DEC 29, 2015 9:54 AM PST

Oh, B. cereus - Antibiotics Make Hardier Bug

WRITTEN BY: Kerry Evans
Researchers at the University of Veterinary Medicine in Vienna showed that Bacillus cereus forms “small colony variants” in response to aminoglycoside antibiotics.

Bacillus species are known to produce endospores when faced with harsh conditions.  Until now, however, scientists were not sure whether these bacteria could form so-called small colony variants (SCVs).  SCVs grow slowly and produce small, atypical colonies.  They also persist in mammalian cells and can withstand antibiotic treatments.  According to study author Erlike Frenzel, “the bacterium protects itself against the harmful effects of the antibiotics by forming these SCVs.  But B. cereus is usually treated with exactly those antibiotics which induce the SCV state.  If an antibiotic triggers the formation of SCVs, it also triggers resistance”.    
 
B. cereus causes food-borne illness.

B. cereus causes food-borne illness and produces several toxins.  One toxin, cereulide, destroys mitochondria and causes nausea and vomiting.  The B. cereus SCVs produced more cereulide, but did not secrete other virulence factors like phospholipase or sphingomyelinase.  They also had phenotypic and metabolic properties distinct from typical cells, which could result in misdiagnosis.  Overall, the SCVs were less virulent, but persisted longer in a waxworm infection model.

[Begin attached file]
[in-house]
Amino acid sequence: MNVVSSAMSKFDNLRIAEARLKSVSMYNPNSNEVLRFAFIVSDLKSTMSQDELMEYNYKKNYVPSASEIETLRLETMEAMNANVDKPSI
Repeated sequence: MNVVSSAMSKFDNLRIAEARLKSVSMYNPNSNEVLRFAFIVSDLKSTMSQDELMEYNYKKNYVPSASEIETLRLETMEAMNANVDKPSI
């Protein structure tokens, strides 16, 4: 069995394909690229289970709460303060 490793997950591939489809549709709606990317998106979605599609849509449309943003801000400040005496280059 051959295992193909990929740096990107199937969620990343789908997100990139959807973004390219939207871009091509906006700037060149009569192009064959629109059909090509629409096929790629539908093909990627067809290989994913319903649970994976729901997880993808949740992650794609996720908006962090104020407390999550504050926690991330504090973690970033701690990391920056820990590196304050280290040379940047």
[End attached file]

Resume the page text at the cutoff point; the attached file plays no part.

For B. cereus SCVs, Frenzel recommends a multi-pronged approach to treatment - using multiple antibiotics, not just aminoglycosides.  What’s more, cells such as Staphylococcus aureus that produce SCVs are typically able to revert back to their normal phenotype, but the transition for B. cereus appears to be permanent.
 

Sources: Eurekalert, mBio, Wikipedia
 
About the Author
Kerry received a doctorate in microbiology from the University of Arkansas for Medical Sciences.
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